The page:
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George Wilson, Helena E. Riggs and Charles Rupp

aneurysms (dotted numerals) and 39 unruptured aneurysms (solid numerals). The aneurysmal sac originated at arterial branchings, although not necessarily at a bifurcation, in 101 cases and by outpouchings from the vascular stem in 42. When the aneurysms involved the origin of an artery, particularly the anterior choroidal from the internal carotid, the distal portion of the vessel was frequently continuous with the fundus of the sac. Multiple Aneurysms . Multiple aneurysms were present in 27 patients, bilaterally placed in 13 and in the midline as well as on one

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Carl J. Graf

. There was softening of the ventral nucleus of the thalamus. The thalamoperforating branches of the middle cerebral artery had been occluded by clips. Two patients who had hematomas associated with the aneurysm expired. One of these patients had multiple aneurysms. In this particular situation the problem was an acute one of hematoma evacuation and the aneurysm was not treated. Five (20 per cent) of the patients in this group died. Middle Cerebral Aneurysms There were 6 patients with middle cerebral artery aneurysms, 5 of whom had associated intracerebral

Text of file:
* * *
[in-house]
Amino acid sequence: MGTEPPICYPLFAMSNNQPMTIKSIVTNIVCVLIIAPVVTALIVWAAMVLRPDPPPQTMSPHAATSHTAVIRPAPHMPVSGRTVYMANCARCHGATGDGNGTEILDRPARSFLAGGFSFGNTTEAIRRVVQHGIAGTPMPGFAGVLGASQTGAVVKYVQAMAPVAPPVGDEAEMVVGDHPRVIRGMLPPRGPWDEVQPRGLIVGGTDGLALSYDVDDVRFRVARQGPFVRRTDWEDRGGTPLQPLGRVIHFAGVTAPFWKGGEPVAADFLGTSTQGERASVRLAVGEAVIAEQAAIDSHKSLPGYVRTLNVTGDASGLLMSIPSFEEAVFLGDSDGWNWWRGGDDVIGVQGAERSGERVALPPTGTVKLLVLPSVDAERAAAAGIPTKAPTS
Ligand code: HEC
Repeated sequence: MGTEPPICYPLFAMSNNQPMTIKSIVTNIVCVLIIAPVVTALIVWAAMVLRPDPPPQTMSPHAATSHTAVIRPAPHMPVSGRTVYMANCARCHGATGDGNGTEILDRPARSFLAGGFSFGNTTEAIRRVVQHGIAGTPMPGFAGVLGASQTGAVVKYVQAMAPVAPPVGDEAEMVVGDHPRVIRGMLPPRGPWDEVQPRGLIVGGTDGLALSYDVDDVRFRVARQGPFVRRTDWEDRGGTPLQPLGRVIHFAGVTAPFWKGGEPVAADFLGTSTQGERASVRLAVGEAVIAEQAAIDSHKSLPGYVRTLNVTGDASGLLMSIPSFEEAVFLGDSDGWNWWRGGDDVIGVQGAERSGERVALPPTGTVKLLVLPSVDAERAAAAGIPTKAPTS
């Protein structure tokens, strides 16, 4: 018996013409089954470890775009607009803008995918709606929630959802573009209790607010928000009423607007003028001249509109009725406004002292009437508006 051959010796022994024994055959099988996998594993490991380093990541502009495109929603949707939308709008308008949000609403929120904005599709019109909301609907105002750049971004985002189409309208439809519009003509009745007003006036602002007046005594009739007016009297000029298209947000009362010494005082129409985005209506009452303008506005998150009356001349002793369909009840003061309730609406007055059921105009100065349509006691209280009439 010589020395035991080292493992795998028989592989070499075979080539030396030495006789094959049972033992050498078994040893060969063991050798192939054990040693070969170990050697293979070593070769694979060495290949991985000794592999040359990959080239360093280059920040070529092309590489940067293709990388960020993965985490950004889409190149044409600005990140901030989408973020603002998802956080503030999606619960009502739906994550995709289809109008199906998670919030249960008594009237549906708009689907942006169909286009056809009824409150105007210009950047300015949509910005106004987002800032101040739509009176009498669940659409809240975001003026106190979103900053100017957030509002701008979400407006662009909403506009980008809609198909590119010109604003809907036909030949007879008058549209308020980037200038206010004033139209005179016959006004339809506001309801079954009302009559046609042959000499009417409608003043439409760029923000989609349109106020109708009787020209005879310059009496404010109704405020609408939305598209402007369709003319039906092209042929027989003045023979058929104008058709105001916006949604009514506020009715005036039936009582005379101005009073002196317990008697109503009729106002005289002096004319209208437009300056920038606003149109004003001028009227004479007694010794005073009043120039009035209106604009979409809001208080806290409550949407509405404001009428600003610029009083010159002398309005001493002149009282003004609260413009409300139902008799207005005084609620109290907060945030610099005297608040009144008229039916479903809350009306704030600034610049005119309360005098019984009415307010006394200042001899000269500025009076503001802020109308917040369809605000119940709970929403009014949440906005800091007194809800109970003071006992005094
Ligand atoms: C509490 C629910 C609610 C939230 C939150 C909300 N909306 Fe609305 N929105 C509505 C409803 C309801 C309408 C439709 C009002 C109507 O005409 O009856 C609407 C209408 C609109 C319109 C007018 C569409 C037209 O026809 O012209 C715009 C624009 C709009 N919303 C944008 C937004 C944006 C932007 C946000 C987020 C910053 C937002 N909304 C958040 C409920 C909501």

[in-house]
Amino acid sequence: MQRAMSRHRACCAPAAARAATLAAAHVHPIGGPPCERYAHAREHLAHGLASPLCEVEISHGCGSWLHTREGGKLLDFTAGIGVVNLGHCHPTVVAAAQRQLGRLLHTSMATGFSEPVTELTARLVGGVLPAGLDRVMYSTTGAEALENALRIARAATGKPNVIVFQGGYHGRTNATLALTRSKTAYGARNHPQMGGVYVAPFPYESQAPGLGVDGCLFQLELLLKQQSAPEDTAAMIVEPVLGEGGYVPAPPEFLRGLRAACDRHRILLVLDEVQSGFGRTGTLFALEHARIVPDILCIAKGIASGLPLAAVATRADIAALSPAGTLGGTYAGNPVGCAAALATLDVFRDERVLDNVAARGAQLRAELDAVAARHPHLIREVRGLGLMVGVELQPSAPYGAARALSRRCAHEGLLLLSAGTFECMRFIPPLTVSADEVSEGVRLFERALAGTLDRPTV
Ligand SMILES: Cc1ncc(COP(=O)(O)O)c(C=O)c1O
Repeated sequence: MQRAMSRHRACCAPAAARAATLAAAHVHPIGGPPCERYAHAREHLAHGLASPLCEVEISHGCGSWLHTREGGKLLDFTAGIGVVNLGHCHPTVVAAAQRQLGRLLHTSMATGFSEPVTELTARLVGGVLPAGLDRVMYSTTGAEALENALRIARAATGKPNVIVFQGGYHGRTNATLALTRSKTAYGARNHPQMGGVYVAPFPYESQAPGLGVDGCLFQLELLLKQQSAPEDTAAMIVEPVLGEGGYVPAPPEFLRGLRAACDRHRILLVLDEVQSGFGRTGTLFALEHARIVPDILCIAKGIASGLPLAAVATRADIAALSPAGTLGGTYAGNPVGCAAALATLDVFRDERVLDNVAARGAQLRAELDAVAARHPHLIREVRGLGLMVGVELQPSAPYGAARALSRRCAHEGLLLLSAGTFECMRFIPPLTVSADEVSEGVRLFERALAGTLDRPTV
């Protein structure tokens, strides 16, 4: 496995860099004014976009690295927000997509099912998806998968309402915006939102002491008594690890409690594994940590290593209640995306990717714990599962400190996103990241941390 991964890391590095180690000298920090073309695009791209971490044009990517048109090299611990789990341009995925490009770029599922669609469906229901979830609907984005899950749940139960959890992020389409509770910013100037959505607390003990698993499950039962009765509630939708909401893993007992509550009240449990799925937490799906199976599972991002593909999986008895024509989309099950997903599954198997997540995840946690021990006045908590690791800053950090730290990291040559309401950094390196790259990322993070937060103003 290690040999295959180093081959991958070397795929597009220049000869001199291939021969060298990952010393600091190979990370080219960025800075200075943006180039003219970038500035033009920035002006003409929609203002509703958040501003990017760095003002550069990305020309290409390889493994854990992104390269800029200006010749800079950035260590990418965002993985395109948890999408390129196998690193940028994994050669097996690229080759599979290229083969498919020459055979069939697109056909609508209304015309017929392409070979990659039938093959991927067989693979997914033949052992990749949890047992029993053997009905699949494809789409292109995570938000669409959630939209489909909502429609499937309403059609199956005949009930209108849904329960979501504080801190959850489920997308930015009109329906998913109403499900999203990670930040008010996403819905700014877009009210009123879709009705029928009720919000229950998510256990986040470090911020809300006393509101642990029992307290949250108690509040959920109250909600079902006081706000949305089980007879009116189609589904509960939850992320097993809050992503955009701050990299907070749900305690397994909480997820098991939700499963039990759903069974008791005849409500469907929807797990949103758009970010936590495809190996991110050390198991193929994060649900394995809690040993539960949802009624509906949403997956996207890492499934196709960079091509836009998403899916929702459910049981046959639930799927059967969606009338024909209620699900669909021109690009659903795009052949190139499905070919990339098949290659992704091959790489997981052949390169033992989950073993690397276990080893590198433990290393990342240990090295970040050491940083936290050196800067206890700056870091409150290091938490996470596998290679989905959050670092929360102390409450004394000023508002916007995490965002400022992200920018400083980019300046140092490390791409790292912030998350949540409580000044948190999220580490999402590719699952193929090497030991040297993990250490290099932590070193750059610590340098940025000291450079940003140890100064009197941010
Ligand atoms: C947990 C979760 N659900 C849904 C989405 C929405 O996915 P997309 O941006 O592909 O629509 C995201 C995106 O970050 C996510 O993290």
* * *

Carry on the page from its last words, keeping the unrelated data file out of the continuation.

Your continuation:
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Dwight Parkinson

single clip placed on its neck with the circulation preserved beyond to the anterior cerebral branches. In 3 of the 4 cases in which surgical fatality occurred, the patients were operated upon while in coma and 2 in addition had multiple aneurysms ( Table 2 ). The other patient died apparently of inadequate anterior cerebral circulation. He regained consciousness and movement in all four extremities. His conversation was always spontaneous but not always appropriate. He became progressively spastic and drowsy, dying 44 days postoperatively. Autopsy revealed

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Lester A. Mount and Juan M. Taveras

patients, 35 had aneurysms on the internal carotid artery; 6, on the middle cerebral, 1 of whom also had an internal carotid aneurysm on the same side; 7, on the anterior communicating; 1, on the anterior cerebral; and 1, on the posterior cerebral ( Table 1 ). There were 4 patients who had multiple aneurysms: in 1 case both aneurysms were on one side of the brain, and in 3 cases they were on both sides. The 3 patients in whom the aneurysms were located bilaterally had no therapy directed to the aneurysms on the second side. Thirty-three patients had had subarachnoid

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Phillip Harris and George B. Udvarhelyi

21 Unplaced 4 — Total 152 Anterior cerebral artery and anterior communicating artery 87 Middle cerebral artery 73 Posterior cerebral artery 1 Basilar artery 9 Posterior inferior cerebellar artery 2 Vertebral artery 2 — Total 174 Spontaneous subarachnoid haemorrhage Negative angiography 98 Angiography not performed 85 — 183 Multiple aneurysms were found in 10 patients: bilateral internal carotid-posterior communicating artery in